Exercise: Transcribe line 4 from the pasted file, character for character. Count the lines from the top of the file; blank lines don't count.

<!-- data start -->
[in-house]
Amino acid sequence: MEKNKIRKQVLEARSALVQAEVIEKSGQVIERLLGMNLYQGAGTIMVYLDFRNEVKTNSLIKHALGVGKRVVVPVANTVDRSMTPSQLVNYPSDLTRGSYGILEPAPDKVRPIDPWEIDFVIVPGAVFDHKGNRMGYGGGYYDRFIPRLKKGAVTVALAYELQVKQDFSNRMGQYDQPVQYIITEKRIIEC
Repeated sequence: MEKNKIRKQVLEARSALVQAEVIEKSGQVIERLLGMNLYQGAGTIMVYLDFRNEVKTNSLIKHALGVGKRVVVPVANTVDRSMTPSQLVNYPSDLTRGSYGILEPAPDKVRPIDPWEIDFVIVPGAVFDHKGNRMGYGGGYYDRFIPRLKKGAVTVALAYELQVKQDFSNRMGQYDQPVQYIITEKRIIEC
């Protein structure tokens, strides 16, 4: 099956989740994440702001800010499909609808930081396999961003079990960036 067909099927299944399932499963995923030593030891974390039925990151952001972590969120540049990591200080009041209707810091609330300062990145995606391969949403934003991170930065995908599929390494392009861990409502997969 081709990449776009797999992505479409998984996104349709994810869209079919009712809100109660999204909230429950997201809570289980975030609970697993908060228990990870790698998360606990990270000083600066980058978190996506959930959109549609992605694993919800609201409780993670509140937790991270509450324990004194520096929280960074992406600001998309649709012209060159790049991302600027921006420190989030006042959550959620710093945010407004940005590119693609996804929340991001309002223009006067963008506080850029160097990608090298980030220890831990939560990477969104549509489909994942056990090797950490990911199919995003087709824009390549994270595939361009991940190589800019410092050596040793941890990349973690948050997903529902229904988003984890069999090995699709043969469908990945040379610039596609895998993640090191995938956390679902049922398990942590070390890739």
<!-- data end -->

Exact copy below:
């Protein structure tokens, strides 16, 4: 099956989740994440702001800010499909609808930081396999961003079990960036 067909099927299944399932499963995923030593030891974390039925990151952001972590969120540049990591200080009041209707810091609330300062990145995606391969949403934003991170930065995908599929390494392009861990409502997969 081709990449776009797999992505479409998984996104349709994810869209079919009712809100109660999204909230429950997201809570289980975030609970697993908060228990990870790698998360606990990270000083600066980058978190996506959930959109549609992605694993919800609201409780993670509140937790991270509450324990004194520096929280960074992406600001998309649709012209060159790049991302600027921006420190989030006042959550959620710093945010407004940005590119693609996804929340991001309002223009006067963008506080850029160097990608090298980030220890831990939560990477969104549509489909994942056990090797950490990911199919995003087709824009390549994270595939361009991940190589800019410092050596040793941890990349973690948050997903529902229904988003984890069999090995699709043969469908990945040379610039596609895998993640090191995938956390679902049922398990942590070390890739």